Food Safety Magazine

SANITATION | February/March 2006

Plant Self-Inspections: Keys to Developing In-House Programs

By Richard F. Stier

Plant Self-Inspections: Keys to Developing In-House Programs

Should a food processor conduct internal inspections? To those companies for which such programs are an integral part of their quality or safety programs, this may seem like a rather silly question. Self inspection is, to most food processors, an integral part of their quality assurance (QA) program. There are, however, operations that have no such programs, and have never even considered implementation.

Why should a processor conduct internal inspections? There are several very good reasons. Among them:

• Assuring product quality
• Assuring compliance with the Current Good Manufacturing Practices (cGMPs)
• Maintenance of good sanitary practices
• Having accurate records and observations of plant practices and changes can enhance operations
• Assuring that the facility is not unsafe to the workers
• Assuring the production of safe and wholesome food

The later point is one which is required by the United States government under the provisions of the Pure Food, Drug, and Cosmetic Act. This point is also the cornerstone of a Hazard Analysis and Critical Control Points (HACCP) program. Looking at it in this light, inspection almost evolves into a legal requirement. In fact, for those operations that have implemented HACCP programs, or those that are planning to do so, it is or will become mandatory.

Inspection is generally only a part, albeit an important one, of a company’s QA program. It may be even be used as a quality control (QC) check, in fact. Before going further, it is essential that everyone understand the difference between quality control and quality assurance. QC is a part of QA program, and may be defined as; “the scientific evaluation of production consisting of on-line evaluation of finished products, raw materials, and packaging materials to determine adherence to accepted standards.” By using an inspection to evaluate adherence to accepted practices, QC becomes part of the QA program.

Quality assurance has been defined as “all encompassing programs, including such aspects as quality control programs, setting of standards, evaluation of incoming materials, development of tracking and coding systems, and adherence to GMPs, designed to ensure to an established degree of confidence that products are produced, packaged, distributed, and ultimately reach the consumer in a given condition.” The key phrases are “all encompassing programs” and “degree of confidence.” These concepts reflect an organized and systematic approach towards achieving a goal; that is, safe food that meets established, well-defined quality parameters or specifications.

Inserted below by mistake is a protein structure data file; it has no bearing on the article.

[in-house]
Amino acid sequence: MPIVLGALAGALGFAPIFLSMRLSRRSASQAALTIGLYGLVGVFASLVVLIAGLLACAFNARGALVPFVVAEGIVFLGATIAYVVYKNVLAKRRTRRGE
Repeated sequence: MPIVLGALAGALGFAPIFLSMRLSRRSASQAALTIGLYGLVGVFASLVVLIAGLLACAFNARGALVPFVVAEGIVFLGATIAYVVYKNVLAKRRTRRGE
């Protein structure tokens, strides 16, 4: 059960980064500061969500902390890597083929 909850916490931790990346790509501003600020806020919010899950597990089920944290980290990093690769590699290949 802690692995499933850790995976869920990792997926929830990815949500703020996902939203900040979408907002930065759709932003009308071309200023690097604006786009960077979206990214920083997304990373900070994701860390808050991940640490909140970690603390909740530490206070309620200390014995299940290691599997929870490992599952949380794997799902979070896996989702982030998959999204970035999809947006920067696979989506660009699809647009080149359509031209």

The final benefit of self-inspection programs is financial. It is simple, good economic sense to have programs in place that assure that your facilities are operating within regulatory guidelines and your internal operational standards. A clean and well run facility is one in which your sales staff can market as a more desirable supplier or co-packer to your customers downstream. There is usually reduced waste, and even the potential for reducing insurance premiums. The literature is full of citations where operations “got out of control” resulting in lost product, adverse publicity, product recalls, and even plant closures. These situations may never have developed if comprehensive internal inspection programs had been in place. Management, particularly in the U.S., must realize that their food safety and quality departments should not be treated as cost centers. They should be considered cost-savings centers—a point not usually recognized until too late.

Keys to the Program: Who Will Do the Work?
There are many kinds of in-house or self inspections. In this article, we will focus on how one might conduct a sanitation inspection, and provide insights into what kind of commitment management should make to provide their staff with the proper tools to do this work. The goal of a inspection is to evaluate evaluating sanitation practices, how staff is complying with the GMPs and to determine whether there are situations that may adversely affect product safety. The cGMPs should be employed as a guideline. If one is an outside or third-party investigator, such an inspection is an excellent tool for “getting a handle” on management’s commitment to proper food handling.